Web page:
An eclectic collection of prints from Missouri artists is on display at Missouri River Regional Library through December.
Artist Shelly Forbis gathered the 24 pieces through several printmaking exchanges she's hosted during the past decade.
"It's a lot of work. I've got to corral the artists," Forbis said. "But I love it. I love getting to talk with these artists, even if it's only through visual form. It's just an alternative way of communicating with each other."
A printmaking exchange is an opportunity for artists to swap creations based on the same themes.
As an exchange host, Forbis creates a theme annually and gives participating printmakers guidelines for submitting an entry. She caps participation at 15 artists per exchange.
After receiving the theme and guidelines, each artist submits 15 copies of their design to Forbis. She then sorts and distributes them so each artist gets one copy of each participating artists' prints.
"The biggest plus for me is when I assign these themes and then I get to see everyone's different take on it," Forbis said. "It just is so different, how everybody perceives the same prompt that's given to them."
Forbis hosts printmaking exchanges in addition to her full-time job with the Missouri Department of Revenue. She moved to the Capital City in 2020.
She said seeing the work on display at the library has been exciting. A lot of exhibitors prefer works to be from a single artist, she said, so it can be difficult to find places to display a collection of prints from exchanges.
Missouri River Regional Library hosts four art exhibits each year, said Madeline Matson, reference and adult program librarian, and printmaking isn't usually one of them.
But the "Damsel in the Press" exhibit has been really popular, she said.
"We've had occasional group shows but mostly it's single artists," Matson said. "But, yeah, we've gotten lots of good comments on it. It's so different from our previous exhibits."
Printmaking is a sort of catch-all term referring to mediums that allow an artist to reproduce a design multiple times.
Screen printing is a form of printmaking. Other forms might use ink over metal, wood or stone to transfer an image to paper. Forbis said she often works with wood blocks to make prints.
One of the artists in her exchange, she said, creates a lot of three-dimensional structures with boards he has screen printed on.
"The applications are really endless, but printmaking is just not as prevalently known as painting and photography and ceramics," Forbis said. "But I love it. It's a different way of thinking."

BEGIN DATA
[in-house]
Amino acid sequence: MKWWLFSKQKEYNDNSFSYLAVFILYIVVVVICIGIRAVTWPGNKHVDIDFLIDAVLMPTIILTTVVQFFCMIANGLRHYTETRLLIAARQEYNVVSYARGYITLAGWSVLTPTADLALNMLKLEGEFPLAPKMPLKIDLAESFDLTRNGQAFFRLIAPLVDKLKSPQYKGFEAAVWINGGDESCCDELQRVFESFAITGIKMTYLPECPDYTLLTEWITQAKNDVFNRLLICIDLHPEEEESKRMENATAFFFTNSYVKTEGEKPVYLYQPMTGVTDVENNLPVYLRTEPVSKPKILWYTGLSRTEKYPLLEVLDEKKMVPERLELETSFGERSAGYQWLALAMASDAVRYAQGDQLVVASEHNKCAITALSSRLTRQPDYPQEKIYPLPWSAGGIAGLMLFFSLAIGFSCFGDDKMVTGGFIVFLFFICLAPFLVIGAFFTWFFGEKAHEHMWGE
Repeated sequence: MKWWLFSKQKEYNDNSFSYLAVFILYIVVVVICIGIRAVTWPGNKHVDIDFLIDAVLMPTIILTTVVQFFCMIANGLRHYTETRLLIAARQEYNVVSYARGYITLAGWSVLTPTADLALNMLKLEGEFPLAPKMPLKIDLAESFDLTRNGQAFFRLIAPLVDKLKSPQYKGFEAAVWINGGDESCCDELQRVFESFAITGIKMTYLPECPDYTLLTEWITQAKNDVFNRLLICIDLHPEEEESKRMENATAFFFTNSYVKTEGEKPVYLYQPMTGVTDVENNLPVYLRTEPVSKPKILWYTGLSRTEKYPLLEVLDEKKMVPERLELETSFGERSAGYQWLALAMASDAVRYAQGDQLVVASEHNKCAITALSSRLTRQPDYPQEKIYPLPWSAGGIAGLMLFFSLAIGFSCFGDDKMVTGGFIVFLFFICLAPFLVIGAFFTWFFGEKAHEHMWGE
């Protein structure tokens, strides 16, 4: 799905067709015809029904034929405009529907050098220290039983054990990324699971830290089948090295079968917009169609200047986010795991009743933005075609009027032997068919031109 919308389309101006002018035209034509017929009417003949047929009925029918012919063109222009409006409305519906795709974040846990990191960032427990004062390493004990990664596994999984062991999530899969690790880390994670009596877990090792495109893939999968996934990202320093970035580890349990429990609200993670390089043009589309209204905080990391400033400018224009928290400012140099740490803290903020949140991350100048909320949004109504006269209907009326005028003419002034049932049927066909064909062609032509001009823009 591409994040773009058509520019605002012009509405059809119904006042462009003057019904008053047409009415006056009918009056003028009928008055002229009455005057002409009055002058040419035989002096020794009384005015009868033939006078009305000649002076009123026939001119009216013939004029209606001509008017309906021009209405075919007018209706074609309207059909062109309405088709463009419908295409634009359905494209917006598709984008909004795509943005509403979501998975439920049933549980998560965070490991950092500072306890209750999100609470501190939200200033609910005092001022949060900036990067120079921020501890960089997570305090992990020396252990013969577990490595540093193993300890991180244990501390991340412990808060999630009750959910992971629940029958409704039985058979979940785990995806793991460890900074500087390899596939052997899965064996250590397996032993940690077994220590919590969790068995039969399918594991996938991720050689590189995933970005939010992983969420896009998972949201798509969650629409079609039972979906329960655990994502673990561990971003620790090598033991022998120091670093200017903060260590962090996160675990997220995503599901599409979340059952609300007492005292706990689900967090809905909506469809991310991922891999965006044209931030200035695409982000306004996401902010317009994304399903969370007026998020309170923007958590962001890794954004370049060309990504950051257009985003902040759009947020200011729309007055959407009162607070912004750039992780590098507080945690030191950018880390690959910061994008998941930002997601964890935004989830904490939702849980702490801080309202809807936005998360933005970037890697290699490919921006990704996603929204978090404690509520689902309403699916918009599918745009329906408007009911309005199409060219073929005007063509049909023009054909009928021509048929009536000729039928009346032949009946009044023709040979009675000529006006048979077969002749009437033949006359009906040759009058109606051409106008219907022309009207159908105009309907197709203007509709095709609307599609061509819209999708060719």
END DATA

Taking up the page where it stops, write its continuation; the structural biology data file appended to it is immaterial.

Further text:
The creation of a print is process-driven, but each process is completely unique, Forbis said. Each print is made in the inverse, she explained, because the reflection is then printed on paper.
The art form gives artists leeway to experiment with countless copies and make an image the best it can be, Forbis said.
Although she did some printmaking in high school, Forbis said she really began practicing in college at Truman State University, where she graduated with a fine arts degree in printmaking in 2008.
She said she started the exchange as a way to keep in touch with printmakers and meet new ones. Some of her former professors participate, she said, as do some artists from as far as Australia and Egypt.
"My base camp is mainly a lot of my Missouri artists and then also Truman artists that have then gone back to their homes and spread the word to their friends who are printmakers," Forbis said.
When she started hosting printmaking exchanges, Forbis said she had maybe seven artists participate. Artists often choose to submit based on what else they have going on. Forbis said the largest exchange she's hosted had 22 artists, but she's submitted entries to some with thousands.
"Printmaking exchanges aren't exactly often done, especially on the scale that I do it where everyone gets one back," she said.
Communication between the exchange host and artists is rare, Forbis said, so she doesn't know what she's getting in terms of finished work.
The surprise element has resulted in some "lackluster" entries, Forbis said, but for the most part exchanges result in quality prints that work well together.
"It's almost like Christmas when we get the packages back because you're getting to see everybody's print," she said. "Viewing them as a set or just viewing them individually is just fun."